Conservation and preservation of the natural world is good and positive. I hope we agree!
Documentaries like ‘Life on Earth’ have taught us of the fragility of nature. There are species which are in danger because of mankind and there are species in danger through other circumstances.
Allocation of resources requires scrutiny.
One glaring example of questionable allocation of resources is the giant panda or panda bear.
There are about 1600 wild pandas in their native China. They are fairly unique in that they were carnivores; now they are herbivores, though have been known to eat some rodents and fish. They spend their lives chewing on low energy bamboo. The Chinese do not believe that the species can survive without assistance. Pandas may have taken a wrong turn.
As the symbol of the Worlwide Fund for Nature, the WWF, the panda is an important icon in conservation. The allocation of resources to this species is off the scale as a result. Nobody seems willing to be forthcoming with the costs associated with panda preservation but you can be sure it is several million dollars per year.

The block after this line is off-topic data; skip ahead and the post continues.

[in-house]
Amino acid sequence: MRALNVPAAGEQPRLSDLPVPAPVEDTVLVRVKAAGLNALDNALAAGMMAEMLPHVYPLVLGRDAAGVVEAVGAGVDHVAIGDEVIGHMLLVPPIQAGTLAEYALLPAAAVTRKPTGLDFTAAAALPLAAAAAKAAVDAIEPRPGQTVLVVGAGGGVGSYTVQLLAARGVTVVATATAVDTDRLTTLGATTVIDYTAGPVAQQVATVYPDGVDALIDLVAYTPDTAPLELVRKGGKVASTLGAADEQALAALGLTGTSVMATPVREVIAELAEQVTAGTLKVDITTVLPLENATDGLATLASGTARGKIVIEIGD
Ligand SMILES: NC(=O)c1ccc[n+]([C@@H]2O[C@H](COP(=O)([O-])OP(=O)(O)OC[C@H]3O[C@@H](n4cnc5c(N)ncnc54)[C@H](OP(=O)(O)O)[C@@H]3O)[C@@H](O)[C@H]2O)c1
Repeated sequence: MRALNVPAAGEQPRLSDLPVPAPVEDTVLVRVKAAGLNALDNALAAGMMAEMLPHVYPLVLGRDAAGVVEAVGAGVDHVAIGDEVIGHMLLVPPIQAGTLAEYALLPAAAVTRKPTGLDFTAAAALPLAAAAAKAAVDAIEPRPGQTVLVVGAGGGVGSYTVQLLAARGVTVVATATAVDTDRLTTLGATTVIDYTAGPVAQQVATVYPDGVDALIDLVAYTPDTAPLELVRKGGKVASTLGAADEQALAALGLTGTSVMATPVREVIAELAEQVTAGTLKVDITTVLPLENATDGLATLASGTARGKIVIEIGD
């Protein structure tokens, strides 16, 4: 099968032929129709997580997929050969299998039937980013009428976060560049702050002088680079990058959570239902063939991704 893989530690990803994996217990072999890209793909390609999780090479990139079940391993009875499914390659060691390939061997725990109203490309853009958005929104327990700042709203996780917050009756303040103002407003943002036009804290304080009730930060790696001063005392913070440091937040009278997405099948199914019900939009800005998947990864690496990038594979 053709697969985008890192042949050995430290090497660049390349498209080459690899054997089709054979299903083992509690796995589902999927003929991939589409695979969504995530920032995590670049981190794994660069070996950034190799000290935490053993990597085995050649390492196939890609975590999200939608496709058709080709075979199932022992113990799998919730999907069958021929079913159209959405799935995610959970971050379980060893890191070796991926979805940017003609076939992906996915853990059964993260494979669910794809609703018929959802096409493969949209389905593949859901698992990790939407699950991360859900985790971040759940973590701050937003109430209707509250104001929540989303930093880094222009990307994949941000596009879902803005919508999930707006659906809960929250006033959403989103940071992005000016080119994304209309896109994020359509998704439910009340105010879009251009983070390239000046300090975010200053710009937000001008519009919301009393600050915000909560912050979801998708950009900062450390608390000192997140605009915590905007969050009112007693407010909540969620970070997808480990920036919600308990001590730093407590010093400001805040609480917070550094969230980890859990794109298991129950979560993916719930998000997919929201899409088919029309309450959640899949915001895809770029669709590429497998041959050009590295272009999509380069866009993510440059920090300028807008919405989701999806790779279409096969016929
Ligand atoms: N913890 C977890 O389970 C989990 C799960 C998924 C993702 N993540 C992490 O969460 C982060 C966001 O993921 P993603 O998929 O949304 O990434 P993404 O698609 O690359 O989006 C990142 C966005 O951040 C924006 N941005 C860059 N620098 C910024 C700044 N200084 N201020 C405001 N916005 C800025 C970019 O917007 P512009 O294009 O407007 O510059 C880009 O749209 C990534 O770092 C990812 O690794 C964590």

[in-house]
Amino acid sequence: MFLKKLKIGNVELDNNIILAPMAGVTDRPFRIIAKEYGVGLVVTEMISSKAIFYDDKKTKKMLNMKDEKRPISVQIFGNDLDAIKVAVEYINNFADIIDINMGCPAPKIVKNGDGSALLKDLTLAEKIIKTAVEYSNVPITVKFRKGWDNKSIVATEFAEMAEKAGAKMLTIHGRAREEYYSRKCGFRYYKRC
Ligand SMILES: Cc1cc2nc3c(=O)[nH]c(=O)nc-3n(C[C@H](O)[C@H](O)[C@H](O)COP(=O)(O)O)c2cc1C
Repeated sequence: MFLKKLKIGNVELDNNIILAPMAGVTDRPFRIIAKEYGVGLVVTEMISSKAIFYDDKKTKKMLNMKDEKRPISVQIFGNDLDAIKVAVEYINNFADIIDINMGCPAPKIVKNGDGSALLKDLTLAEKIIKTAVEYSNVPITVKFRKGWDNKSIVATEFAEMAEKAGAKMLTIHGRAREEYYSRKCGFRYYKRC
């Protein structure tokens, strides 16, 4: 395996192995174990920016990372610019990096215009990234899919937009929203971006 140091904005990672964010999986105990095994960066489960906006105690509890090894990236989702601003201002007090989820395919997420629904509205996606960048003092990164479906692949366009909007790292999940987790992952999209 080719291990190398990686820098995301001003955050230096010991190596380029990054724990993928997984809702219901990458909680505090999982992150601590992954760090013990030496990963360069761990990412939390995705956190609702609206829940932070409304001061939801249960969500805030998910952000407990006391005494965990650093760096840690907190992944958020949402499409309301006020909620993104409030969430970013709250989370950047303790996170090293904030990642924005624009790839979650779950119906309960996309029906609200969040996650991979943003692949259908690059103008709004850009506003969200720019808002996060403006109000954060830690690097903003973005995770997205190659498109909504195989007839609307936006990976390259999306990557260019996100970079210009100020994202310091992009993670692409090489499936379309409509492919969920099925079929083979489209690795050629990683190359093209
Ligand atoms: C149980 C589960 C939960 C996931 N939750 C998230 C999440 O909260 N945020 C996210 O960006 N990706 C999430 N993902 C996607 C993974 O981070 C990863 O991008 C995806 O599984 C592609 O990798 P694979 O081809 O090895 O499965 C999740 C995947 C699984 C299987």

The Chinese government charges $1million per year for the loan of a panda to a zoo or wildlife park. Zoos pay because pandas get the turnstiles turning.
There are critical situations with many other species which need attention. Bees, directly and indirectly, are involved in the production of about 70% of our food resources. The health of bee populations in the past century has declined to critical levels.
Does the life of one bee matter more or less than the life of one panda or one ‘wide’ rhinoceros or one golden eagle?
They all matter, of course, but reality bites. Raising money on the back of a cuddly black and white panda is easier than on the back of a buzzing bee which might sting!
Monsanto, possibly the most evil company on the planet, would be happy with no bees!
Image credits: Sir David Attenborough, BBC; Panda, Juan Carlos Munoz; WWF logo, WWF; Bees, Daksh Popat.